Farmer Focus: Collars match tail painting on conception rate

In seasonal-calving, grass-based dairy systems, fertility performance is a key aspect.

This year, we changed from tail painting to cow collars, substituting elbow grease for technology. There is always a sense of foreboding when you take a leap of faith with new technology.

The years of tail painting, heat detection and attention to detail around the breeding season can’t simply be replaced with a computer chip encased in tough plastic hanging around a cow’s neck. Or can it?

See also: Heat collars help dairy farmer improve submission rates

About the author

Gillian O’Sullivan
Livestock Farmer Focus writer Gillian O’Sullivan milks 100 crossbred cows once-a-day with her husband Neil and father Michael on Ireland’s South-East coast. They operate a seasonal calving, grass-based system with milk supplied to Tirlán.
Read more articles by Gillian O’Sullivan

At a cost of about £120 a cow (ex VAT) over five to seven years, the Sensehub collars work out at about £20 a cow a year.

However, if we dropped a bull, that saves some money. We might spend £700 or more to keep a bull for a year, which across 100 head is £7+ a cow, and that’s after you have bought the bull.

We put the collars on the cows in early April, a few weeks before the breeding season began on 26 April. As data was logged to the online app, we saw a pattern to cow activity.

In this pre-breeding phase, we did a single round of tail painting to check our own observations against the collars, and we were satisfied nothing was being missed.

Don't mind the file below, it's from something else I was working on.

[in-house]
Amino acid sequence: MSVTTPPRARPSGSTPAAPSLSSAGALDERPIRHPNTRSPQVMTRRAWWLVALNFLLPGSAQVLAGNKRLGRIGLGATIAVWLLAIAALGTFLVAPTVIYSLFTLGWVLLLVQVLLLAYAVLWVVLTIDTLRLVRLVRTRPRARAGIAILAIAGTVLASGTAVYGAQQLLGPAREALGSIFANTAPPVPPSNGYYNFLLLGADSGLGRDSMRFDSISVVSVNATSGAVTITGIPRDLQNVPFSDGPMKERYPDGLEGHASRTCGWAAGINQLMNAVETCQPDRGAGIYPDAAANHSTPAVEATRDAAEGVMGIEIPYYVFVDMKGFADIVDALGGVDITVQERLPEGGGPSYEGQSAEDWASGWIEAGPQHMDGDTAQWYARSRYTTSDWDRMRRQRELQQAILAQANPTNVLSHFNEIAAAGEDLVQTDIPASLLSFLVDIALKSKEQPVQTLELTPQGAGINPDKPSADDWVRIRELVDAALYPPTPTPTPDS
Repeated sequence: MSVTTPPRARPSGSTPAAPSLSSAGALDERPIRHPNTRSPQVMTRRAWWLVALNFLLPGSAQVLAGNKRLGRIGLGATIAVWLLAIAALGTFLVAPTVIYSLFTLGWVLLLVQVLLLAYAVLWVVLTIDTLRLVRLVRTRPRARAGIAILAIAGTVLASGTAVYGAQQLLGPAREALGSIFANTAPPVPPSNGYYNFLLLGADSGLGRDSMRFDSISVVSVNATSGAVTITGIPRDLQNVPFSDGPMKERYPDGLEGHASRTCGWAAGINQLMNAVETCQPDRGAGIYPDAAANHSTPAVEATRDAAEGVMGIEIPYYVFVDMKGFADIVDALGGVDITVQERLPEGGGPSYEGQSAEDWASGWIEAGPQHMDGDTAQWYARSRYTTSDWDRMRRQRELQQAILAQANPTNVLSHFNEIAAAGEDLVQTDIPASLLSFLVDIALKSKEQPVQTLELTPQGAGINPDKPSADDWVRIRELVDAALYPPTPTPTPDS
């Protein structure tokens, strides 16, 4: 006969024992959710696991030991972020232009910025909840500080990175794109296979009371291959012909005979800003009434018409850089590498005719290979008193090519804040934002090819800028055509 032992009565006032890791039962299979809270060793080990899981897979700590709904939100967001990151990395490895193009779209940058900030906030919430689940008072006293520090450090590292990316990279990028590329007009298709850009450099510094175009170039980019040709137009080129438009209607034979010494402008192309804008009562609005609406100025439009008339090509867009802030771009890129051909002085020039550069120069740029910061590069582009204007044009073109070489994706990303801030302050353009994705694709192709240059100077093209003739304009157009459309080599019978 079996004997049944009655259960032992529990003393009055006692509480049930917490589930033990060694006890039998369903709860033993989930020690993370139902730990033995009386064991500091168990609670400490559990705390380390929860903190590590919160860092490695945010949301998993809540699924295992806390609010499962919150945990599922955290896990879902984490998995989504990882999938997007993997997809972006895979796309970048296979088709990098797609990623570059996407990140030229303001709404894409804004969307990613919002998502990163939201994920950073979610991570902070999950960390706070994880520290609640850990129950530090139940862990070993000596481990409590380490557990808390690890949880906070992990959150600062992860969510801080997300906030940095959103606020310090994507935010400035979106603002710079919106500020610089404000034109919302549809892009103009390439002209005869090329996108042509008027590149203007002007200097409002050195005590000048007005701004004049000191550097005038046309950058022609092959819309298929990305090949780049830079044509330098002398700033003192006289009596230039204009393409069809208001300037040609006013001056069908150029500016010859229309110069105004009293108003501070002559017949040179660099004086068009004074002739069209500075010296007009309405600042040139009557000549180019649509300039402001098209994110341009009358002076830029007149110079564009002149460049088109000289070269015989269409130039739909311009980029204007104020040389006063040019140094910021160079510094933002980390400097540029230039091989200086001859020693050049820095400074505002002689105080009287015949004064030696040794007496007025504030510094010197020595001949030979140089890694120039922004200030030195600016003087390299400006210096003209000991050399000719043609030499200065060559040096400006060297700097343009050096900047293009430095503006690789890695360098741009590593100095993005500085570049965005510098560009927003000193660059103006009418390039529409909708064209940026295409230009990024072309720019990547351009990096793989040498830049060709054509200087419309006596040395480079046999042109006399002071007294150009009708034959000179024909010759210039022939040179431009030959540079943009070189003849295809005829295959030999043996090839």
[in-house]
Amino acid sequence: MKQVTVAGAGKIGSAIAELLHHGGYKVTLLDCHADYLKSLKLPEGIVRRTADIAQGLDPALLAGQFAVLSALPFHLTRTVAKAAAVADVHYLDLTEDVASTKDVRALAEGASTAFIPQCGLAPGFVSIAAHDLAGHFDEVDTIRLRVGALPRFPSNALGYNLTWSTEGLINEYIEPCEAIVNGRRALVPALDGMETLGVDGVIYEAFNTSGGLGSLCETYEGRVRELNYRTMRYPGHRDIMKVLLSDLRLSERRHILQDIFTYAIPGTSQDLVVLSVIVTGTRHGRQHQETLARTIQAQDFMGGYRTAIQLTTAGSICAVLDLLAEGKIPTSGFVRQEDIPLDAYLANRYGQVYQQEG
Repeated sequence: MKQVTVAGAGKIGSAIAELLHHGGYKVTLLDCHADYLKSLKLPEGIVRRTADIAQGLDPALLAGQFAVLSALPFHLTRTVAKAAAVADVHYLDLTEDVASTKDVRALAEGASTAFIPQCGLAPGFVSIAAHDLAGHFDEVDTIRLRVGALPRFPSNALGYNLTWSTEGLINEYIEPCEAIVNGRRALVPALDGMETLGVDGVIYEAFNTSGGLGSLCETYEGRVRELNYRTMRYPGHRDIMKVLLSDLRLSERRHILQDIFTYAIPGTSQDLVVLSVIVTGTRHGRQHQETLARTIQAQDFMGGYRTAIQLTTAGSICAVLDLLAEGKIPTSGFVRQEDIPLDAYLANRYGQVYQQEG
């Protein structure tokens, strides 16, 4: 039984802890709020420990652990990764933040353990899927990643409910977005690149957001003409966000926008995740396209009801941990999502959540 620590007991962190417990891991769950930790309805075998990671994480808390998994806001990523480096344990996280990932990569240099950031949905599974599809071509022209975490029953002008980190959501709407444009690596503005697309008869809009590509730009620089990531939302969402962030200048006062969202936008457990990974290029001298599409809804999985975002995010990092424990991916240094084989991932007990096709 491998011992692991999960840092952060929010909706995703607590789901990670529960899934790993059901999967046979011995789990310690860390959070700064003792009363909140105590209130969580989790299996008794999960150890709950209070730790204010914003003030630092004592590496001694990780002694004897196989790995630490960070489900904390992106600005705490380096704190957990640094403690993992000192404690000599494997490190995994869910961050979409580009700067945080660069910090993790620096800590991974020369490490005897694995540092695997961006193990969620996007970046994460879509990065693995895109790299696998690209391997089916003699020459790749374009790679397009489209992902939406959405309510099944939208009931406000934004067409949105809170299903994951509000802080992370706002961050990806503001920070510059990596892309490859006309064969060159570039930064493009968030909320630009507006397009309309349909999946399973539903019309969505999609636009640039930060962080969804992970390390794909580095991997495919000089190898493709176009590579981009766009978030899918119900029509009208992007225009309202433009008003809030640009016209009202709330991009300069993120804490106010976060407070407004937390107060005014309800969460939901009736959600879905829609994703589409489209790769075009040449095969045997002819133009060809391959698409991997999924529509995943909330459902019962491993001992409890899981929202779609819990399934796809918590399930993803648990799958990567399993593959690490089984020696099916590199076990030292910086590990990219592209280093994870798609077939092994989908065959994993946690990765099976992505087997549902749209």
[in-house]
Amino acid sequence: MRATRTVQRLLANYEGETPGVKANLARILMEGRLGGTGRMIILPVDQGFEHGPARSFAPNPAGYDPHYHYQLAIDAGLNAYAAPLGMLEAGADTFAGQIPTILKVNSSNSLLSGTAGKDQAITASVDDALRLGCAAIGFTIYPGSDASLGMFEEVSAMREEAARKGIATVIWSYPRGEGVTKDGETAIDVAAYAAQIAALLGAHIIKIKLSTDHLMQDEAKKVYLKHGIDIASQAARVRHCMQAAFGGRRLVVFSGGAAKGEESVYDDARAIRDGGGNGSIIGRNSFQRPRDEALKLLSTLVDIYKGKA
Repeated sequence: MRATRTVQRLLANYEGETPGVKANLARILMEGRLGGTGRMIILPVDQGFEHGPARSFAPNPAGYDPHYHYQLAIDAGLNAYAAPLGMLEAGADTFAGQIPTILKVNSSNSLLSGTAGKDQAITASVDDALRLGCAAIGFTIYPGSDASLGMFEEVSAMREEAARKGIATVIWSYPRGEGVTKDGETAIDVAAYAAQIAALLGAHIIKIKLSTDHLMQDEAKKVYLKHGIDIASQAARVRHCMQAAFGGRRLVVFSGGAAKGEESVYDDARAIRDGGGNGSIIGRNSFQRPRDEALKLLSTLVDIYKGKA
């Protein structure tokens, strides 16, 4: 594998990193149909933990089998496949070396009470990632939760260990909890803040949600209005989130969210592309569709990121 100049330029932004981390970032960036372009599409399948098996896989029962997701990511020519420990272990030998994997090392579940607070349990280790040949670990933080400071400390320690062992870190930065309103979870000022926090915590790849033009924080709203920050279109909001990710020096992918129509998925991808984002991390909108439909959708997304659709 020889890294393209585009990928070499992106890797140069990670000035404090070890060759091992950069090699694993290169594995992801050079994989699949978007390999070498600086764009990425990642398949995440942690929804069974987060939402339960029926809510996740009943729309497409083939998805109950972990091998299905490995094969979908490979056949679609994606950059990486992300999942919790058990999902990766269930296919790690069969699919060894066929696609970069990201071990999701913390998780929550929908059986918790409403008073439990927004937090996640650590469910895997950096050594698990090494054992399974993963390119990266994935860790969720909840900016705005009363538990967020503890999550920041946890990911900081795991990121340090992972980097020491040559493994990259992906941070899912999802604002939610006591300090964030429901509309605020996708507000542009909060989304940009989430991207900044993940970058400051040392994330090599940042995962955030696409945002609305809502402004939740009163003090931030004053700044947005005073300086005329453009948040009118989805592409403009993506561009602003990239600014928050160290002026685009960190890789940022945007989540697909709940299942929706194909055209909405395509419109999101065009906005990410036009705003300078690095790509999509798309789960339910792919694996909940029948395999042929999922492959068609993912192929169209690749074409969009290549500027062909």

Once breeding began, cows were inseminated after morning milking time and the app produced a daily list of cows to draft.

There was a timeframe given for each cow showing the ideal mating window, with the option to leave things slightly later to suit sexed semen use.

As we were using sexed semen for the first two weeks of the season, this was ideal, and resulted in a conception rate to sexed semen alone of 61%.

When we had the cows grazing the steep slopes on a multispecies sward for the first time, there were numerous alerts as activity and rumination seemed to skyrocket.

This sent our pulses racing with concern for the girls, but on checking them they were fine – simply a change in pasture type had them running around.

Overall, a conception rate to first service of 67%, with 8% empty after 10.5 weeks of breeding, has convinced us that this was a good move to make.

This is the same conception rate we achieved with tail painting.